There are few more frustrating experiences than to go looking for a job and find that you are “overqualified.” That’s a strange phrase. It’s like being “too smart.” Can you really be “too smart?”
But every day, thousands of job candidates across the country are deemed overqualified and their job applications are tossed into the shredder. That’s what happens when unemployment surges and companies have more job applicants than they know what to do with.
It also occurs because companies have been burned in the past by hiring someone with a wealth of education and experience in positions that didn’t suit them. After a few months, some of those individuals go in search of another job because they don’t feel fulfilled or challenged by the work.
You can’t blame employers for shying away from these individuals. History shows they can often have motivation problems or develop poor attitudes if they feel they are being underutilized. But as the current recession lingers, many experienced workers — particularly middle and senior managers with years of experience — seem willing to accept less just to find a job. They often are older and fairly well set for retirement but need to bridge a few years working until they can retire. They often reduce their salary demands because of the job climate, just to get working again.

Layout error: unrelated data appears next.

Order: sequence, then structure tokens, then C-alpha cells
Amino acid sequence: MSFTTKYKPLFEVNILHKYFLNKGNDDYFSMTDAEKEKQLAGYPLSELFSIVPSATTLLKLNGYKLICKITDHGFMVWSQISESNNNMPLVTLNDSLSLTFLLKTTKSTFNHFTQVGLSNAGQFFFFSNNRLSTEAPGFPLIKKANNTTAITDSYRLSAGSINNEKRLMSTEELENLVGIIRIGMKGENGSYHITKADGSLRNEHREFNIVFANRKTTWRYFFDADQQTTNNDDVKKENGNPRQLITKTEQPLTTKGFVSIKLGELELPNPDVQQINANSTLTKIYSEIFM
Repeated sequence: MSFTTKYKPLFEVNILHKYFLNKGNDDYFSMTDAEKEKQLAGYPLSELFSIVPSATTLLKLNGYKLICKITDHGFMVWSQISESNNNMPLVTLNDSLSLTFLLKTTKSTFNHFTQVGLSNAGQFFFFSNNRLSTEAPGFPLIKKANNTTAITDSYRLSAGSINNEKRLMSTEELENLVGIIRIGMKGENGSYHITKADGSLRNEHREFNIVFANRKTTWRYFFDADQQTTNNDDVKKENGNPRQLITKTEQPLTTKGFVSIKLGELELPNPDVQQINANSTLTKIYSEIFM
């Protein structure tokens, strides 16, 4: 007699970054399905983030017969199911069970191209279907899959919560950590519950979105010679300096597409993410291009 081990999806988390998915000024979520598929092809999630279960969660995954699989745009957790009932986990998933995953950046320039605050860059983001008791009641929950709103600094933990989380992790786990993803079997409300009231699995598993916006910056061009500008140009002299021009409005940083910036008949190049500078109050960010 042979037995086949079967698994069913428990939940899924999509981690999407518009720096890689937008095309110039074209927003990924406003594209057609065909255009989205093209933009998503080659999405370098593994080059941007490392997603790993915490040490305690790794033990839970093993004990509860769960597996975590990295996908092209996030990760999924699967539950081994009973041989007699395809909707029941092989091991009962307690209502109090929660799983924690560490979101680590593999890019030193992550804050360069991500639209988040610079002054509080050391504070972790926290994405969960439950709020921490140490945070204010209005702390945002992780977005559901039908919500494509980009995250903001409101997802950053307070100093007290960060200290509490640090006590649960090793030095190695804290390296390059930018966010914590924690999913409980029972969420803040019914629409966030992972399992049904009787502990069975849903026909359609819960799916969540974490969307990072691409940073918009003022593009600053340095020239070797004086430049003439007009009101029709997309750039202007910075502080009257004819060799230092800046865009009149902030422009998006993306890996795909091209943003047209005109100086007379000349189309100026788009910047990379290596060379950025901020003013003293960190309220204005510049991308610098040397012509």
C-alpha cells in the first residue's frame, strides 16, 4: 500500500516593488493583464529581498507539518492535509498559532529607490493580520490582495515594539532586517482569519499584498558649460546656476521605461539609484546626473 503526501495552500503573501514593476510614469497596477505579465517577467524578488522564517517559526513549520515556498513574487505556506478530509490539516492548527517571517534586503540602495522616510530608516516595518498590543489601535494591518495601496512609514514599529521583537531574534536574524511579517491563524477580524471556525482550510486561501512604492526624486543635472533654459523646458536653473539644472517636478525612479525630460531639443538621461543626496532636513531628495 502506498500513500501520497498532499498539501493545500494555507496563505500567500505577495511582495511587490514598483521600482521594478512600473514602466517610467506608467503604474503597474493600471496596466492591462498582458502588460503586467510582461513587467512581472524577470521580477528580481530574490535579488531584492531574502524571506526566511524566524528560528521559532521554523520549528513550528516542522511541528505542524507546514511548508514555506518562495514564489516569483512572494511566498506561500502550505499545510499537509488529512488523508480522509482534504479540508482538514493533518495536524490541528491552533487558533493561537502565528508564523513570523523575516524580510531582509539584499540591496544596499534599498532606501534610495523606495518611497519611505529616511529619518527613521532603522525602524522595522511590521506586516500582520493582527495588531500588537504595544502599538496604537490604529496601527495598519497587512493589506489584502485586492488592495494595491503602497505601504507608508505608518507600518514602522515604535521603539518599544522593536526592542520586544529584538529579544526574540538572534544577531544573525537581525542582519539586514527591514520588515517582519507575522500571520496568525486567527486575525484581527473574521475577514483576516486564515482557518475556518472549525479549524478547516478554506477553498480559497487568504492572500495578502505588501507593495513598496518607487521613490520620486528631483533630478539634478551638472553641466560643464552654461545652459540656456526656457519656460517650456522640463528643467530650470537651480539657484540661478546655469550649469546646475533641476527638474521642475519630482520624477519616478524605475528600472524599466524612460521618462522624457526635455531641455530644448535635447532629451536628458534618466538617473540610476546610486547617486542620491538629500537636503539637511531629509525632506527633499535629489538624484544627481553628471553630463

Bruce Katcher, a Massachusetts-based industrial/organizational psychologist, isn’t ready to throw away those potential workers. He thinks there is an opportunity for companies to hire and utilize highly experienced or successful people who can become strong components of their new company.
“It depends on how well you are able to integrate them into the organization, how flexible you can be with their salary, how well you provide them with the opportunity to use their skills, and how carefully nurture them along the way,” he says.
Katcher offers these tips for employers when hiring individuals they might fear are overqualified:
Provide realistic expectations. Make sure your assessment of the job responsibilities and potential are honest.
Spell out future plans. Let the worker knows that if they handle their job responsibilities well for a sustained period that they might be eligible for greater responsibilities and possibly higher pay.
Be flexible on pay. If paying a good worker 10 to 15 percent more will make them happy and keep them from leaving, grant the pay increase. But if someone wants a huge pay hike, don’t give in.
Introduce them carefully to the company and its employees. Relationships are what bind people to their employers so be skillful in how you integrate experienced workers to other employees and more challenging work teams.
Use the skills they have. You are hiring someone to do a certain job, but if they have other skills you aren’t using for that task, look at ways you can use them. This will go a long way in building loyalty.
Monitor them closely. Don’t just hire someone and hope for the best. Discuss their job performance and see how you can help make them feel more comfortable.
The best advice, Katcher says, is for an employer to keep an open mind about these workers, because they might exceed the company’s expectations.